Full Mail Server Solution w/ Virtual Domains & Users - Page 11 (Secure Postfix+TLS)
B. Secure Postfix+TLS
To begin with, we're going to need to install postfix on secure-mail.example.com. This particular install doesn't need quota support (It doesn't handle local delivery), but just to keep things simple, we're going to install it the same way we did above:
# dpkg -i postfix_2.3.8-2_i386.deb
If/when the auto-configuration asks you questions about postfix during the installation, just select "No Configuration"
dpkg is going to install all of the configuration files for Postfix into /etc/postfix, so go there, and create the file main.cf:
# cd /etc/postfix
The main.cf file can be edited using two different methods. You can use your favorite text editor, or you can use the built-in postfix toolpostconf. We've already used postconf once to determine our version in subsection IV.A above.
The real benefit of the postconf tool is that it has some built in error checking, and it eliminates the possibility of 'weirdness' due to carriage returns, line feeds, odd quotes, etc. We'll be using it in this guide, but there really is no requirement.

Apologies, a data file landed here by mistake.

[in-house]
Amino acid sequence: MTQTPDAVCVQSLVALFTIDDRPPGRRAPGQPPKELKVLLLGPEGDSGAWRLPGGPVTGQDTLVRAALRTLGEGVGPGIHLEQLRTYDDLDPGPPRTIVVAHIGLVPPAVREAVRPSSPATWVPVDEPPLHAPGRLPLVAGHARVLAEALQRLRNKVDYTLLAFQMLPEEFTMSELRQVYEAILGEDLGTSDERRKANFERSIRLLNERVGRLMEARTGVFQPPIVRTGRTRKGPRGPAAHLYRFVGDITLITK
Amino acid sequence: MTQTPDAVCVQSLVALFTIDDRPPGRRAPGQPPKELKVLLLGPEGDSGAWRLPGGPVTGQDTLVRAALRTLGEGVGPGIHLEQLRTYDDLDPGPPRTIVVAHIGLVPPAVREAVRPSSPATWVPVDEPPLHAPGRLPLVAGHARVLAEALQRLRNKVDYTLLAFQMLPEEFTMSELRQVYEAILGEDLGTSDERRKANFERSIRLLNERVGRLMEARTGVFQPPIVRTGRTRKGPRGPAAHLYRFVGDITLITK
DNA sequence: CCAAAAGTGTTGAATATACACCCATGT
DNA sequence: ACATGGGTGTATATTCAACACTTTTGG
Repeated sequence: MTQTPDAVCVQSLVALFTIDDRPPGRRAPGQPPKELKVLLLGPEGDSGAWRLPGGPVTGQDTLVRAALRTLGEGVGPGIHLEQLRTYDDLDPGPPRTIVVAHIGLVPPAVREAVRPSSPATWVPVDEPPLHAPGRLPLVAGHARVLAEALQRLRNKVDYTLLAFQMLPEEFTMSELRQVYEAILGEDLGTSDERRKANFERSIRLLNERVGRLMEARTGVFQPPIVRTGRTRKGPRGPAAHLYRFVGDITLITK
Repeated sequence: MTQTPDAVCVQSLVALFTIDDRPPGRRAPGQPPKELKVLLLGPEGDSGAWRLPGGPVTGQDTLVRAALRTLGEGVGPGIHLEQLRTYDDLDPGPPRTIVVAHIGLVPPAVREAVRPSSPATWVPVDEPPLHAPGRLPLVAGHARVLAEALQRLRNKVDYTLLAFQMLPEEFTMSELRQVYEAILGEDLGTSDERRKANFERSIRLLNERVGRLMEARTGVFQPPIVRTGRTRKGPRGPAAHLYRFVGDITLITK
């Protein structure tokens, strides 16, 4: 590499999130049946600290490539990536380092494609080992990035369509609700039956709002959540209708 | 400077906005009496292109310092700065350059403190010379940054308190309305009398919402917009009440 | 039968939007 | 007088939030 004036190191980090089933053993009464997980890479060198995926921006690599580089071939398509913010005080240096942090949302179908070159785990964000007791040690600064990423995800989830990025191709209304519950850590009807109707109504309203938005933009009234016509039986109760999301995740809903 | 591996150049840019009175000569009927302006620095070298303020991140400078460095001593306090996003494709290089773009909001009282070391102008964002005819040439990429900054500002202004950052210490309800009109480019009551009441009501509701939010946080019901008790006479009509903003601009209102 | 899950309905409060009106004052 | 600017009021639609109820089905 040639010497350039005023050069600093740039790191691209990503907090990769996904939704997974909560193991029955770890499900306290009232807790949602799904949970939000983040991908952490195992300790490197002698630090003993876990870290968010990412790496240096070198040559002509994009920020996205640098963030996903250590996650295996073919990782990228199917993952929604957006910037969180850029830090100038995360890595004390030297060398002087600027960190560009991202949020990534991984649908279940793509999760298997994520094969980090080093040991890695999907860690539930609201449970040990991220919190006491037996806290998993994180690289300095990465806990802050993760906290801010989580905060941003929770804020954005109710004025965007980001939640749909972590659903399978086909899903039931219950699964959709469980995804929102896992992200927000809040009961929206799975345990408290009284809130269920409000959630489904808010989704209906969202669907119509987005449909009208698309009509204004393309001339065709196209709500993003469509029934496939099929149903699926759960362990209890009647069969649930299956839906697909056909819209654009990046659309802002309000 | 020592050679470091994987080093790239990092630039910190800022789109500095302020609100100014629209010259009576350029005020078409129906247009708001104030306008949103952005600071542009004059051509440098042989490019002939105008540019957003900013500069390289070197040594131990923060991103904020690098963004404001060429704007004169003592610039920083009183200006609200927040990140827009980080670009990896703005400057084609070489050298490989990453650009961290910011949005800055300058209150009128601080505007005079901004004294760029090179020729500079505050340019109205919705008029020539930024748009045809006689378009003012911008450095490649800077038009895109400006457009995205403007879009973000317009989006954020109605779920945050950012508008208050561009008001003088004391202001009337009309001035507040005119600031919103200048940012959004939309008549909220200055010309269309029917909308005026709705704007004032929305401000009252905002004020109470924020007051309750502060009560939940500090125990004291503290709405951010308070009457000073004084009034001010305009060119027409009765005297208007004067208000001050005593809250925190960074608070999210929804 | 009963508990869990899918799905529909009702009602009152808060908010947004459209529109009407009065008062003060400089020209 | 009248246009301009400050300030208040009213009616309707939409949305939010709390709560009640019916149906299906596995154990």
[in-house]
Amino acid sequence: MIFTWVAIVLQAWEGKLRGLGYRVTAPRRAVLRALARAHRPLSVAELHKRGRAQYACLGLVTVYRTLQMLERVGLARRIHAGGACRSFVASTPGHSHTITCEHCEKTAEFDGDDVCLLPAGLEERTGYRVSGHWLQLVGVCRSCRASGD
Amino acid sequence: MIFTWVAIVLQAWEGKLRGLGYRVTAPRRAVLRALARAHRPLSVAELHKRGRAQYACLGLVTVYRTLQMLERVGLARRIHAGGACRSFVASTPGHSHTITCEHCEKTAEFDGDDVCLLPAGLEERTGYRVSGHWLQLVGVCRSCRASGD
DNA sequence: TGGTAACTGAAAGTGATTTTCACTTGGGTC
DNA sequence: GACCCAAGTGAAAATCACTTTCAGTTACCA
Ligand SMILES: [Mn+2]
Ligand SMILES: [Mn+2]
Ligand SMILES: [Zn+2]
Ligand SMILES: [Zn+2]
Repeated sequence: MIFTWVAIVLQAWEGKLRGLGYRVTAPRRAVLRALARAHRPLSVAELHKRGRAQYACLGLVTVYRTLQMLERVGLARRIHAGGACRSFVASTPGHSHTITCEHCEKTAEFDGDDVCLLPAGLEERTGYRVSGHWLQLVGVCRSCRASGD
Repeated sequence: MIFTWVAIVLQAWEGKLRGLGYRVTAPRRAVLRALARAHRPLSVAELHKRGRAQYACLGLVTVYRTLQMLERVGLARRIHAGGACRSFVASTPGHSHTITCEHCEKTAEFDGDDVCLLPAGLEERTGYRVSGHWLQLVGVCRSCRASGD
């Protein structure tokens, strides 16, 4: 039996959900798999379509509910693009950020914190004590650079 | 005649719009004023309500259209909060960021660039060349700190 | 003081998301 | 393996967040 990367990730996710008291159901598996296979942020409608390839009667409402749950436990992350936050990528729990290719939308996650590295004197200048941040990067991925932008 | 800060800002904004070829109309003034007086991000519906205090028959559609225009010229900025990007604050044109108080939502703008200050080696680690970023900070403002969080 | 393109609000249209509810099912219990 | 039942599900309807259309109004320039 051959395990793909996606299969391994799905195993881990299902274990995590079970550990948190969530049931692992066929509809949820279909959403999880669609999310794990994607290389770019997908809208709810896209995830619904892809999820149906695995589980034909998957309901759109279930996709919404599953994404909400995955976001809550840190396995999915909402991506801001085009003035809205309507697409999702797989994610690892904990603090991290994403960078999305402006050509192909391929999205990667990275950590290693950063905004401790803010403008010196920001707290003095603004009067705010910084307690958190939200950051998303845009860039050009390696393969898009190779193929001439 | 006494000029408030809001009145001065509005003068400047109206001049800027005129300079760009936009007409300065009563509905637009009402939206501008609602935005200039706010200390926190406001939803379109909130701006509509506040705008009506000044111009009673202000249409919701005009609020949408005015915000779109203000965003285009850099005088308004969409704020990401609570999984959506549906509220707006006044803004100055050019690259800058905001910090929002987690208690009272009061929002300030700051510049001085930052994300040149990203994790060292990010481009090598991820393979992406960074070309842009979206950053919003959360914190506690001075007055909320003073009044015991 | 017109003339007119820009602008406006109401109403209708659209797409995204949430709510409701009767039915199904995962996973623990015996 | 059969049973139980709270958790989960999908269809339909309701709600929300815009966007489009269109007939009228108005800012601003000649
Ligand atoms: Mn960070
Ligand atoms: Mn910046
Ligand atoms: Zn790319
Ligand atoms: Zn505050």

Start by filling in the basic information:
# postconf -e 'myhostname = secure-mail.example.com'
You'll notice that this time we disabled local delivery.
Since this is basically just an outbound relay server, we
don't want it trying to 'deliver'
Now we'll want to fill in the information for SASL (SMTP Authentication). This does NOT encrypt the connection, it just requires the users to log in:
# postconf -e 'smtpd_sasl_auth_enable = yes'
So now your postfix install will query dovecot for all of it's authentication needs, but it's still not encrypted. Let's go ahead and change that...
# postconf -e 'smtpd_tls_cert_file =
Go ahead and reload postfix...
# postfix reload
And then let's get Dovecot up and running...